Hello and welcome to my book collection. My goal is to read at least two books about every country I am going to, one written by a Westerner and one written by someone born and raised in the country in question. I’m hoping this way I can get two different perspectives on the country I am exploring. The columns on the left are for the Western authors while the columns on the right are for those from the country.
I was disappointed with this book as a history of the Philippines and I honestly don’t know how it has such high reviews. Not only was the book itself not well written and lacking a cohesive linear narrative but the author tried to shove as many details as possible into the story, making the cast of characters long and unmemorable. I can’t count how many times an ‘elderly man who was still quite handsome” entered the scene for only a few pages.
The author also did not cite his sources, there were many typos and syntax errors in the kindle edition and it was some of the most opinionated history that I’ve ever read. The author appears to stick his nose up at every point of history, without distinction from the good or the bad or in-between. It’s as if he’s following a brand of academic doublespeak which in his own ironic cynicisms continues to emulate the white man’s burden of self-flagellation at his own “whiteness and the evils of his own wonderful prestige” in the face of the poor unhappy native.
Honestly, if he had made his writing more concise, cited sources, and put away the battering ram he used to shove his own inconsistent opinions down the readers throat it could’ve been a good and informative book.
(not yet read)
Among the great novels in Philippine literature, Noli Me Tángere (Touch Me Not) is the most controversial and widely-known – it’s included in the current education curriculum of Filipino high school students. Written by the country’s national hero, Dr. José Rizal, this novel sparked the social awakening of Filipinos during the Spanish colonial era. As Rizal cannot fathom the unfairness of the Spanish priests and the ruling government at the time, his purpose of writing the book was to expose the ills of Philippine society at the time. In this revolutionary book, you’ll learn about the story of Crisostomo Ibarra, how he dealt with Spanish authorities, and how he prepared for his revenge, as told in Rizal’s 2nd book, El Filibusterismo.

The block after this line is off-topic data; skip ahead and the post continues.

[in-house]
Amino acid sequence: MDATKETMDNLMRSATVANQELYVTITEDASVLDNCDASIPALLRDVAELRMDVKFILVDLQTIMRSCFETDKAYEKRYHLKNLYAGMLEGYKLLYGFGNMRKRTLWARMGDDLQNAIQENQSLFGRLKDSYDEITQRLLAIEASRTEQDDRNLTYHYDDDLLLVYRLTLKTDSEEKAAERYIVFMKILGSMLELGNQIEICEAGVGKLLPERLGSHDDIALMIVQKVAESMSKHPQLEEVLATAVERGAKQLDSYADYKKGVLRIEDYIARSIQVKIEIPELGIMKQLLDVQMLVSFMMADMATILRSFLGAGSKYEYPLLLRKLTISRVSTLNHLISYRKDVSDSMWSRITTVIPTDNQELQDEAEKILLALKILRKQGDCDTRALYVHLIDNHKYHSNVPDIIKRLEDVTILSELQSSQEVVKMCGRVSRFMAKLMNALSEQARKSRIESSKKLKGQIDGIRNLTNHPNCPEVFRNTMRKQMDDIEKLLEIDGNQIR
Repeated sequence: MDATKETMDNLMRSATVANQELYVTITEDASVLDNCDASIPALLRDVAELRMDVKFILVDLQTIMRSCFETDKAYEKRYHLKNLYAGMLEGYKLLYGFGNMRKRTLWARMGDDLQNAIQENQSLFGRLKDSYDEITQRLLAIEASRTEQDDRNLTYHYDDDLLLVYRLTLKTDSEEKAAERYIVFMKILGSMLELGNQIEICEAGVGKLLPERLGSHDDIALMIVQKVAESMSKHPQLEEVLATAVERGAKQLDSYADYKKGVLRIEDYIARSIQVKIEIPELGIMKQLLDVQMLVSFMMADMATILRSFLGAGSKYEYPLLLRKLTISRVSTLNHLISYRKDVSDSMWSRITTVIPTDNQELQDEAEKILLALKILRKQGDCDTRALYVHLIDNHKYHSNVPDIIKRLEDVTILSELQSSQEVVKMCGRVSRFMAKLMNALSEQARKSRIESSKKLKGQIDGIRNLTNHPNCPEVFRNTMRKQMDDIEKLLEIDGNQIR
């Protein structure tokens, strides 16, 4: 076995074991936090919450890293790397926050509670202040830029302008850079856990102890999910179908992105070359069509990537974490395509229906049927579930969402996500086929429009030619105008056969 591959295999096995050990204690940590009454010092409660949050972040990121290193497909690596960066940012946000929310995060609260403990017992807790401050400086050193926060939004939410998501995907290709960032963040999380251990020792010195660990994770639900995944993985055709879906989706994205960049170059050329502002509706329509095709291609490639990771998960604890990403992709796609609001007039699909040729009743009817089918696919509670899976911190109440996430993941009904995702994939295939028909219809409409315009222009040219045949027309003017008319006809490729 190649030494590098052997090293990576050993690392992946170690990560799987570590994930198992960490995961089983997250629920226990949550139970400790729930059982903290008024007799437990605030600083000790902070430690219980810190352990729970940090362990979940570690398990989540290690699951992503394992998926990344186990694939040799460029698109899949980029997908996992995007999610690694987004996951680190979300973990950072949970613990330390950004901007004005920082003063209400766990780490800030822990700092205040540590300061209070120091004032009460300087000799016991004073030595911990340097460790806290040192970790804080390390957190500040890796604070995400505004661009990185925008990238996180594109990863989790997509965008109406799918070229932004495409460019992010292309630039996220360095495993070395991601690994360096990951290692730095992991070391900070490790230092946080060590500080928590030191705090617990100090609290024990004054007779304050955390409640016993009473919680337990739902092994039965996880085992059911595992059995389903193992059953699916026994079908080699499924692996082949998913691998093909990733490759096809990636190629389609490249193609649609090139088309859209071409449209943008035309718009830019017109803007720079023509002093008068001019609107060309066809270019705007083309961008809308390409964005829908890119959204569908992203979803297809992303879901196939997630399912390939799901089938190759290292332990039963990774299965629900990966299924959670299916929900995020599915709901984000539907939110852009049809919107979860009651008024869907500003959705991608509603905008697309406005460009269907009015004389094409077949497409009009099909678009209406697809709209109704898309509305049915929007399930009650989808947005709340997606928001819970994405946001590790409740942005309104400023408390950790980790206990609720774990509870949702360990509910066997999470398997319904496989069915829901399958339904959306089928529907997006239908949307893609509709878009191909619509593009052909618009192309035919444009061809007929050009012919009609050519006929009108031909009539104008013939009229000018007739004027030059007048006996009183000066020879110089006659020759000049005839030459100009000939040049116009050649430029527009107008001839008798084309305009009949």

Except collected from: TheCultureTrip
Indonesia is by far the largest nation in Southeast Asia and has the fourth largest population in the world after the United States. Indonesian history and culture are especially relevant today as the Island nation is an emerging power in the region with a dynamic new leader. It is a land of incredible diversity and unending paradoxes that has a long and rich history stretching back a thousand years and more.
Indonesia is the fabled “Spice Islands” of every school child’s dreams–one of the most colorful and fascinating countries in history. These are the islands that Europeans set out on countless voyages of discovery to find and later fought bitterly over in the 15th, 16th and 17th centuries. This was the land that Christopher Columbus sought, and Magellan actually reached and explored. One tiny Indonesian island was even exchanged for the island of Manhattan in 1667!
This fascinating history book tells the story of Indonesia as a narrative of kings, traders, missionaries, soldiers and revolutionaries, featuring stormy sea crossings, fiery volcanoes, and the occasional tiger. It recounts the colorful visits of foreign travelers who have passed through these shores for many centuries–from Chinese Buddhist pilgrims and Dutch adventurers to English sea captains and American movie stars. For readers who want an entertaining introduction to Asia’s most fascinating country, this is delightful reading.
(not yet read)
Compulsively readable, Beauty Is a Wound combines history, satire, family tragedy, legend, humour, and romance in an astonishing epic novel, in which the beautiful Indo prostitute Dewi Ayu and her four daughters are beset by every monstrosity.
Kurniawan’s gleefully grotesque hyperbole is a scathing critique of his young nation’s troubled past: the rapacious offhand greed of colonialism; the chaotic struggle for independence; the 1965 mass murders, followed by three decades of Suharto’s despotic rule. Drawing on local sources—folk tales and the all-night shadow puppet plays, with their bawdy wit—and inspired by Melville and Gogol, Beauty Is a Wound is passionate and ironic, exuberant and confronting. Hailed as ‘the next Pramoedya’, Eka Kurniawan is an exciting new voice in contemporary literature.